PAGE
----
Of the many useful things my mum taught me about cooking, probably the thing that’s served me best is understanding that it pays to take care with how you do your chopping.  I admit that sometimes it matters more than at other times: roast veges, for example, are more forgiving of oddly shaped neighbours than coleslaw is, for example; and if you’re making a fruit salad, evenly-cut fruit may be aesthetically more appealing but roughly-hewn pieces will likely still taste fresh and snappy.

This recipe for vegetable san choy bau, like most stir-fries, relies on well-chopped vegies.  Even knowing this in advance, however, and after the rigorous training as mum’s kitchen helper, this recipe surprised me.  There’s no way around it: the chopping takes ages, and because the joys of eating the dish are all about freshness, texture and contrast, there’s absolutely no substitute for careful chopping and timing.  It probably took me a good 30 minutes to chop the vegies alone, and then a few more minutes to assemble the other things before even firing up the stove.

So despite the very quick cooking time required for this dish, it is not a quick dish to make.  Leave yourself a good hour for unharried cooking, start to table, and you’ll be rewarded with a great vegetarian interpretation of an old-school Chinese classic.

I’ve included the vegetable preparation as part of the method for this dish, as I think it really is a crucial part.  If you think a food processor orother gadget could speed things up, by all means go for it. (Or perhaps rope in a kitchen hand? I thought it might be a bit early to get my son started on his kitchen knife training at this stage, but it won’t be too much longer if I have my way!)

Vegetable San Choy Bau
Adapted from a Kylie Kwong recipe, from Delicious

6-8 best pieces of iceberg lettuce
2 garlic cloves
100g green beans
2 spring onions
1 small carrot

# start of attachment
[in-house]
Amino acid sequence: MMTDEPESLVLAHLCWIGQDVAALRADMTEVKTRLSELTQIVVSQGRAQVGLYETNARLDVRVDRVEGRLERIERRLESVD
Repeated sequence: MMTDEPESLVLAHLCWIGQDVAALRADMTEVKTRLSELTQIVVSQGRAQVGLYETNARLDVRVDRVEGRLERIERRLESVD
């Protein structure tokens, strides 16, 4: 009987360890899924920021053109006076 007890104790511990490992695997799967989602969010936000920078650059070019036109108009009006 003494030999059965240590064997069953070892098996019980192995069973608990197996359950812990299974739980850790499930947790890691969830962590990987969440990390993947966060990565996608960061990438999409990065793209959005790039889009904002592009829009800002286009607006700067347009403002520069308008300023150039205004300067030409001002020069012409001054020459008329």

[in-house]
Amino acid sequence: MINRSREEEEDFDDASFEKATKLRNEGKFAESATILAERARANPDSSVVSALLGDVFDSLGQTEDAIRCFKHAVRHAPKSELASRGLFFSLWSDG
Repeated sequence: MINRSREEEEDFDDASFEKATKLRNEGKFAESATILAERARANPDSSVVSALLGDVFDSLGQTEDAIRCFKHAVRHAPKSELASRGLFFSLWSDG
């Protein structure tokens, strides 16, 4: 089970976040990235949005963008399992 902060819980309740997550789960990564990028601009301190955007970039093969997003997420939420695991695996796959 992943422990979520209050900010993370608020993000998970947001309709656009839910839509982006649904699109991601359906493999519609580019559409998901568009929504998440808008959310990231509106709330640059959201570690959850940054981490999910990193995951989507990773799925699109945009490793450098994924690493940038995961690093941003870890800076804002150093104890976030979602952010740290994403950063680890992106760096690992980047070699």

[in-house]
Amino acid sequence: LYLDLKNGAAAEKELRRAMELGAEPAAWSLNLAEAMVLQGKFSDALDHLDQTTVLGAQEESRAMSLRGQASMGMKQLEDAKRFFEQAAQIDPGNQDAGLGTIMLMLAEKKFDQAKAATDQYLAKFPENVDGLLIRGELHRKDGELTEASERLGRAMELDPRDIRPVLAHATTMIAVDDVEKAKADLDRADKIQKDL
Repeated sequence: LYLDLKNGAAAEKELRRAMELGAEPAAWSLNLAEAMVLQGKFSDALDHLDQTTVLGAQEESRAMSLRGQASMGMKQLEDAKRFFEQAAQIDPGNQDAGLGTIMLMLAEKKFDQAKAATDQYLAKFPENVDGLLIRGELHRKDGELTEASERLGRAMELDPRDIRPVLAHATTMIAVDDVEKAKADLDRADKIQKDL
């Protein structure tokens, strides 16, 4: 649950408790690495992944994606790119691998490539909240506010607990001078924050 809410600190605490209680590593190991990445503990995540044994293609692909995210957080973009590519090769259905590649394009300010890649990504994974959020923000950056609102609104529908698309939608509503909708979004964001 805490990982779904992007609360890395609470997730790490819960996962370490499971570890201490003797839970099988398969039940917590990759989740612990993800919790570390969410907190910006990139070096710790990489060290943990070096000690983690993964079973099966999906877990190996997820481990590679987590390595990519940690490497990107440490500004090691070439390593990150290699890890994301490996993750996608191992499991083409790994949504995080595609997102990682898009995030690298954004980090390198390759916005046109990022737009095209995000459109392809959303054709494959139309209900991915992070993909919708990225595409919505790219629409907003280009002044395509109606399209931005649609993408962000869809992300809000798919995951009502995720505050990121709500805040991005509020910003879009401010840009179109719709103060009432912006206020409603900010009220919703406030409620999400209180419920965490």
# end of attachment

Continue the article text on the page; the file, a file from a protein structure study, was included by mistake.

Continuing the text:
3cm piece ginger
1/2 small red onion
5 fresh shiitake mushrooms
2 tbsp shaohsing rice wine
1 tbsp light soy sauce
1 tsp white sugar
2 tsp oyster sauce
1/2 tsp sesame oil
2 tbsp vegetable oil
1 cup bean sprouts
Coriander leaves, to garnish

Prepare the vegetables:

  • Select the best, most bowl-like leaves of iceberg, wash them and soak them in cold water for an hour, then drain and put in the fridge until you are ready to eat.
  • Into a medium bowl put the following: finely chopped garlic, ginger thinly sliced and cut into  slender matchsticks, green beans cut into 5mm rounds, red onion thinly sliced into half moons, and mushrooms finely sliced.
  • Into another medium bowl, put the following: carrot finely shaved with a vegetable peeler and then cut into matchsticks, spring onions finely sliced, and the washed bean sprouts.

Prepare the sauce: into a small jug combine the rice wine, soy sauce, sugar, oyster sauce and sesame oil.

To cook: Heat the peanut oil in a wok or large frying pan, then add the entire contents of the first bowl (garlic, onion etc).  Stir fry for 1-2 minutes until the vegetables begin to soften, then add the sauces and cook for another 2 minutes or until beans are tender.  Then add the entire second bowl (carrots, spring onions etc) and cook for another minute to warm through.  You want to retain most of the vegetables’ colour and crunch.

To serve: transfer the mixture to a serving bowl, and garnish with the coriander.  Put out the serving bowl and the dried and chilled lettuce leaves on the table, allowing people to serve themselves.  Scoop a goodly amount of vegetable mixture into a lettuce leaf, fold to enclose and eat.  This is not a glamourous dish to eat, so have napkins at the ready!

Yield: serves 2-3 as a main meal, 4-6 as an appetiser.